As election season ramps up, I’ve been reflecting on how foolish it is to attribute nefarious motives to people without good reason to do so. It seems like the major messages political campaigns try to communicate are statements such as “X candidate doesn’t care about federal spending and getting out of debt!”or “Y candidate wants to cut Medicare!”
Really? Politicians may have terrible motives sometimes, but do we really believe that they actively intend to harm society in the ways that their opponents say they do?
In most cases, it’s much wiser and more gracious to assume that people—not just politicians, but our coworkers, neighbors, and relatives—are on our side. They generally want to achieve the same good things for the nation, the community, the company, or the family, that we do. They may just have a different method for accomplishing these goals than we do. It’s usually a leap of logic to conclude that because someone’s problem-solving methodology is different from ours, they don’t care about problem-solving at all. And groundlessly accusing them of this is simply counterproductive and downright rude. Much better to assume the best about people’s motives, focus on the things we have in common—shared concerns and shared goals—and negotiate a compromise between different methods to address these things.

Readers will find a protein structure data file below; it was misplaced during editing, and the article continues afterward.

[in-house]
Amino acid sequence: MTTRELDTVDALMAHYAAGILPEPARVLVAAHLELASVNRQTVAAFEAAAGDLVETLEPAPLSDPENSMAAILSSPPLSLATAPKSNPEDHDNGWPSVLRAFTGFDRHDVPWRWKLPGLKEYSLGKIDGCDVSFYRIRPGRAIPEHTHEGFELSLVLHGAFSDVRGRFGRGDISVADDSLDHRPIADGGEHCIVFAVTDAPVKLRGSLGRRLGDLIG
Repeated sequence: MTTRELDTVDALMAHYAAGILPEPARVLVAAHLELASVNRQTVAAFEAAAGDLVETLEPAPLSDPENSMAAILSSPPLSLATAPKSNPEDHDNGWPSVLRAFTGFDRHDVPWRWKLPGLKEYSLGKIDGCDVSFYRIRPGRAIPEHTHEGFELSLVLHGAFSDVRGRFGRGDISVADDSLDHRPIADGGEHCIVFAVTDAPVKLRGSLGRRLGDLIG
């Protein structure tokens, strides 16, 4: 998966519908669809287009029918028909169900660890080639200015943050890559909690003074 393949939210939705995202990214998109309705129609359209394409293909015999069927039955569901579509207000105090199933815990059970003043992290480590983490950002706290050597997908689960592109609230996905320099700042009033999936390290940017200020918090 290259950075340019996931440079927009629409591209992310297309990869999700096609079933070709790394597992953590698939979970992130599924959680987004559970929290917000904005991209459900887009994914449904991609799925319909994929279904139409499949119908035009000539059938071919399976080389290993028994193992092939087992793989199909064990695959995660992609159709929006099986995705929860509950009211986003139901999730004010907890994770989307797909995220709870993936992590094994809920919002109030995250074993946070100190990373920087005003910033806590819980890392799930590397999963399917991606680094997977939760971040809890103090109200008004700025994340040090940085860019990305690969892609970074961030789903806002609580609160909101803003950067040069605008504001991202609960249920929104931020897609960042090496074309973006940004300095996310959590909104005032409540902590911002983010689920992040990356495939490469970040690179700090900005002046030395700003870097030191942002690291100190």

What would the election season look like if candidates were to quit putting so much energy into mud-slinging and scathing accusations, and to interact in a more gracious, respectful way? And what would our communities, businesses, and families look like if we adopted the same approach?